- After living paycheck to paycheck in my early 20s, I decided I needed to come up with a different approach to my money dates during different times of my spending cycles, each with its own set of priorities.
- Now, I check in with my money every week, month, and year, and ask myself four questions each time.
- They include "What are my biggest goals and, subsequently, my biggest expenses?" (yearly), "Is this system working for me?" (monthly), and "How much did I spend this week?" (weekly).
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After college, my finances were an enigma to me. I had spent four years as an undergrad working low-paying jobs and living paycheck-to-paycheck. I did what I needed to scrape by, and I managed to follow some basic rules to make sure my credit remained in good shape.
But soon, I learned about the concept of a "money date." The idea was simple: A money date is a regular financial check-up.
A money date can either be with yourself, alone, or between you and the people you share your finances with.
I decided to try having self money dates once a week, initially just to track my spending. But I soon realized there are many layers to strategizing around money. What if I needed to make a major purchase? What if I wanted to switch to a zero-sum budget?
I decided I needed to come up with a different approach to my money dates during different times of my spending cycles, each with its own set of priorities. Now, I check in with my money every week, month, and year.
To figure out exactly what I should be asking in each of these check-ins, I spoke to Maggie Germano, Certified Financial Education Instructor and financial coach for women, who agrees with me that some money dates are for looking at spending, while others are for asking bigger questions.
Here are the questions I ask myself to help focus and guide my strategy, with some feedback and suggestions from Germano.
Yearly money questions
Let’s start with yearly money dates, because they often set the priorities for your monthly and weekly budgets. I like to do yearly monthly dates at a ceremonial moment that makes sense for me. It can be at a birthday, but January is great because it’s a fresh start (and a fresh calendar).
Yearly money dates are for asking big questions, such as:
- What are my biggest goals and, subsequently, my biggest expenses? Plan it down to the biggest quarterly expenses and make sure each is on your radar.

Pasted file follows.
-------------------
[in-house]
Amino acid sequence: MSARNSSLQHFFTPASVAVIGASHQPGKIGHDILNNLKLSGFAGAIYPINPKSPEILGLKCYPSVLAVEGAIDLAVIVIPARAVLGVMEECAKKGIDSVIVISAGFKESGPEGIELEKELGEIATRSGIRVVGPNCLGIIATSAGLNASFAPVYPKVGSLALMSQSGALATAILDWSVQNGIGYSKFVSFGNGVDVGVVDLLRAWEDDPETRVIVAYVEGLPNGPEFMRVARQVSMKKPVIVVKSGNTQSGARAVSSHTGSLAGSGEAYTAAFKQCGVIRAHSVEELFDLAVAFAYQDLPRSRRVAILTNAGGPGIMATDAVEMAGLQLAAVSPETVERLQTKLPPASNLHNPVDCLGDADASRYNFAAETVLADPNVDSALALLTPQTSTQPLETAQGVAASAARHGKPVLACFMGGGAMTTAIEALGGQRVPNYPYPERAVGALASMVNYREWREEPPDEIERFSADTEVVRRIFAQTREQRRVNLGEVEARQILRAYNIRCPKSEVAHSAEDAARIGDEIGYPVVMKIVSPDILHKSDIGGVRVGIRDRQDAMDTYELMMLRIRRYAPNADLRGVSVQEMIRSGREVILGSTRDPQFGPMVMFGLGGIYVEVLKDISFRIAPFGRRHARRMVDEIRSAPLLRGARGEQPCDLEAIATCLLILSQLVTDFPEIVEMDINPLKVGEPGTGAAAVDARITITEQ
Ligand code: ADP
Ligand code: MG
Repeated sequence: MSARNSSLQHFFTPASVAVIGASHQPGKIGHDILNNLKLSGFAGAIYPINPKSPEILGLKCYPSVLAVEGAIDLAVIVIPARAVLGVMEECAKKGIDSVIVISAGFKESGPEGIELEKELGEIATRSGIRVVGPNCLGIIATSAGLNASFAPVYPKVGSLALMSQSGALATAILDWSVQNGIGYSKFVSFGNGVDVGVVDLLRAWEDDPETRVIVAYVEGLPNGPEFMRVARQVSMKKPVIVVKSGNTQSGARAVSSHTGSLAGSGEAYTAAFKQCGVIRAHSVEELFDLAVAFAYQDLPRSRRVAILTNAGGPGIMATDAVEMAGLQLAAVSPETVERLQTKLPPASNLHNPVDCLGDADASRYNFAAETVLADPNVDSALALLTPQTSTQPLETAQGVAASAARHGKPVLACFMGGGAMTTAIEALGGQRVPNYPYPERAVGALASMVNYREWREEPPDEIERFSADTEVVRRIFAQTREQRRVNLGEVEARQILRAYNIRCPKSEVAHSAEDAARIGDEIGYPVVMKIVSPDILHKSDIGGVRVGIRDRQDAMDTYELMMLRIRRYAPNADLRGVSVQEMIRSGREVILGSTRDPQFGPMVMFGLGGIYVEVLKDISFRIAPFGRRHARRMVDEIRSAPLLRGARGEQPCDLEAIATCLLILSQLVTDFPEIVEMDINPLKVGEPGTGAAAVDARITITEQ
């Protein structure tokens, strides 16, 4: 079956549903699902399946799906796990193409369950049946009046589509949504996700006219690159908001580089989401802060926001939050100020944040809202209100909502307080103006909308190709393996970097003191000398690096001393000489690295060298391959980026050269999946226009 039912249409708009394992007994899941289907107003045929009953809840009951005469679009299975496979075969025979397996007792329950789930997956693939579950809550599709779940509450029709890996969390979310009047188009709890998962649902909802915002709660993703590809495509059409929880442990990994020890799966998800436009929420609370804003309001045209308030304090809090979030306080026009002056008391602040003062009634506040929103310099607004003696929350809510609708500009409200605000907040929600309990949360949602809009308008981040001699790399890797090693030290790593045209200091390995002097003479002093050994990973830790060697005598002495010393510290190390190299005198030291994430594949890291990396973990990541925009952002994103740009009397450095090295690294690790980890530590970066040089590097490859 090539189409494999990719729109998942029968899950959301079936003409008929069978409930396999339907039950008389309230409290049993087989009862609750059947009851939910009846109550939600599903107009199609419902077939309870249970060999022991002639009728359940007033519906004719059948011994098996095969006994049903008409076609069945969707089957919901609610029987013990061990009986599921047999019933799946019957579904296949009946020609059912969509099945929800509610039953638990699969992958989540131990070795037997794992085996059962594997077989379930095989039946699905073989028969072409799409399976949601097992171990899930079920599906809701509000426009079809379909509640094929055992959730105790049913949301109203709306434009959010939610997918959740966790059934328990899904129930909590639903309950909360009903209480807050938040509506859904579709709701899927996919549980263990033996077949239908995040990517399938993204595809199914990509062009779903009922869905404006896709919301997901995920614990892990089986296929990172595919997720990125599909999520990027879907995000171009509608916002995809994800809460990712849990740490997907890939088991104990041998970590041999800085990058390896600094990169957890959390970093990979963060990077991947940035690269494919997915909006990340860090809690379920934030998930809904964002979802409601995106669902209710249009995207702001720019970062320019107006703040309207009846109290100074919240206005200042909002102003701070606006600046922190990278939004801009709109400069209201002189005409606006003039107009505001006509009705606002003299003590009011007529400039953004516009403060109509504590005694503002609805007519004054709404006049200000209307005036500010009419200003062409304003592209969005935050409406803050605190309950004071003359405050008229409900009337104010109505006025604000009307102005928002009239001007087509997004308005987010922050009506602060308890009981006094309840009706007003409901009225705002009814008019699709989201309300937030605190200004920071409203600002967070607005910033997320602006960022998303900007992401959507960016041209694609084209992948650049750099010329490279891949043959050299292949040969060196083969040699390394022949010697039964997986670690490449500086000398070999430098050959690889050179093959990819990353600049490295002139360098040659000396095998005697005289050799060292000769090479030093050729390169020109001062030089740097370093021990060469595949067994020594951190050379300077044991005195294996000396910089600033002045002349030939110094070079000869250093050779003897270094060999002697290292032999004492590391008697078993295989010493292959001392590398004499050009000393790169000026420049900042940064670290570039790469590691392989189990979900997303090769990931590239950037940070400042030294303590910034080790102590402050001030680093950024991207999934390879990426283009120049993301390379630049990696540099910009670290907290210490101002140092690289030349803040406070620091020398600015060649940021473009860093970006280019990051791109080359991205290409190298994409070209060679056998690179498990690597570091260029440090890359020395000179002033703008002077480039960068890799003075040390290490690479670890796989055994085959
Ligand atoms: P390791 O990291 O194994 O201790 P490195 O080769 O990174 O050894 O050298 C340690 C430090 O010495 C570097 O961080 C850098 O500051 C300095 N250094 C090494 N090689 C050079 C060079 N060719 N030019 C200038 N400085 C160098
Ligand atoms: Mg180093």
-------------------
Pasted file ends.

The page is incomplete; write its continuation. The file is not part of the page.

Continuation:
- What’s the best way to save $__ by this time next year? Opportunities to save include utilizing monthly automated savings, tax returns, or savings from a side hustle.
- What kind of budget will work best for me this year? Decide how to budget like a boss.
- What is standing in my way, and what can I do better? Identifying your resistance is key. "It’s important to forgive yourself for your past money mistakes," says Germano. "Use your past mistakes to inspire new habits and more positive ways forward."
Monthly money questions
Monthly money dates are about refinement. In the beginning of the month, I like to perform a mini-review of the previous month before looking forward to the month ahead. I scan my spreadsheet to see if and where I overspent, underspent, and if I have any rollover savings after paying myself first at the beginning of the month.
Monthly money dates are a great time to ask:
- Did I pay myself first this month? It’s not a self money date without putting some upfront money into savings.
- Am I being honest? I’ve learned the ways I hide my spending habits from myself. Learn how to look at your numbers (and your habits) squarely in the face.
- Is this system working for me? Turn off autopilot and ask yourself if your tracking system is making your life easier or more stressful.
- Am I still on track for my goals, and how do I feel about it? Sometimes, a plan that seems great on January 1 is not as important because other life events come up. It’s okay to recognize when plans change.
Weekly money questions
Germano says a weekly money date is the only way to make sure that your daily spending is aligning with your budget as a whole. But they can be short and sweet!
Here’s what I ask:
- Did I account for all of my purchases this week? This includes "invisible" purchases like automated withdrawals or subscriptions that happened without swiping your card.
- How much did I spend this week?
- How much is left for the rest of the month? If you have some wiggle room, consider putting extra cash into savings or give yourself permission to enjoy a small splurge.
- Do I have the basics covered for the foreseeable future? Car fueled up? Fridge stocked? Check.
Money is meant to make us happy. Regular money dates are meant to remind you of this!
If you feel resistance at first, keep your goals top of mind, says Germano. She recommends creating reminders for yourself as to why you’re doing what you’re doing with your money. This can be a picture of that dream house or a visual representation of the debt you’re paying off.
Just make sure it’s inspiring!
- I used to think I had to choose between being happy and being wealthy, but I learned the hard way that I was way off the mark
- A high-yield savings account helps money earn up to 200 times more, and there are 5 times using one is a no-brainer
- I spent my whole life working for a salary, but now that I’m self-employed I use a 3-part strategy to manage my inconsistent income